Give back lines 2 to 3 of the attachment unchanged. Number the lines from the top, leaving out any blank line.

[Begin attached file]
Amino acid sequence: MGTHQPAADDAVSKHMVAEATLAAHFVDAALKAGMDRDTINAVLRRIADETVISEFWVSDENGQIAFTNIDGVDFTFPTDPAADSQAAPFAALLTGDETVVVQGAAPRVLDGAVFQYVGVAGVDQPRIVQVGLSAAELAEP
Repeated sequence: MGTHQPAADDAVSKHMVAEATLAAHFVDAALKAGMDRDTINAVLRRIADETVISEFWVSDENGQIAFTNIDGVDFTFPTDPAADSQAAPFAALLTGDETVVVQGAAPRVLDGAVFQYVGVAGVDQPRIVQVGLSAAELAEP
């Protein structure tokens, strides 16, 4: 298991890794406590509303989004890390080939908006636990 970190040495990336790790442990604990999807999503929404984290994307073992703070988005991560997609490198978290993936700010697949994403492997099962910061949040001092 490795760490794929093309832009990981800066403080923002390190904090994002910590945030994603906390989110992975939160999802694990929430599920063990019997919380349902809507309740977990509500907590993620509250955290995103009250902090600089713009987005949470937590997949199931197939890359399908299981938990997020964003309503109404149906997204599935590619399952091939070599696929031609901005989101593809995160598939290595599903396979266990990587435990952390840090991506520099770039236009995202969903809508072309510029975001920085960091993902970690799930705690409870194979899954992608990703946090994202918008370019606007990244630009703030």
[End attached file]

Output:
Repeated sequence: MGTHQPAADDAVSKHMVAEATLAAHFVDAALKAGMDRDTINAVLRRIADETVISEFWVSDENGQIAFTNIDGVDFTFPTDPAADSQAAPFAALLTGDETVVVQGAAPRVLDGAVFQYVGVAGVDQPRIVQVGLSAAELAEP
């Protein structure tokens, strides 16, 4: 298991890794406590509303989004890390080939908006636990 970190040495990336790790442990604990999807999503929404984290994307073992703070988005991560997609490198978290993936700010697949994403492997099962910061949040001092 490795760490794929093309832009990981800066403080923002390190904090994002910590945030994603906390989110992975939160999802694990929430599920063990019997919380349902809507309740977990509500907590993620509250955290995103009250902090600089713009987005949470937590997949199931197939890359399908299981938990997020964003309503109404149906997204599935590619399952091939070599696929031609901005989101593809995160598939290595599903396979266990990587435990952390840090991506520099770039236009995202969903809508072309510029975001920085960091993902970690799930705690409870194979899954992608990703946090994202918008370019606007990244630009703030």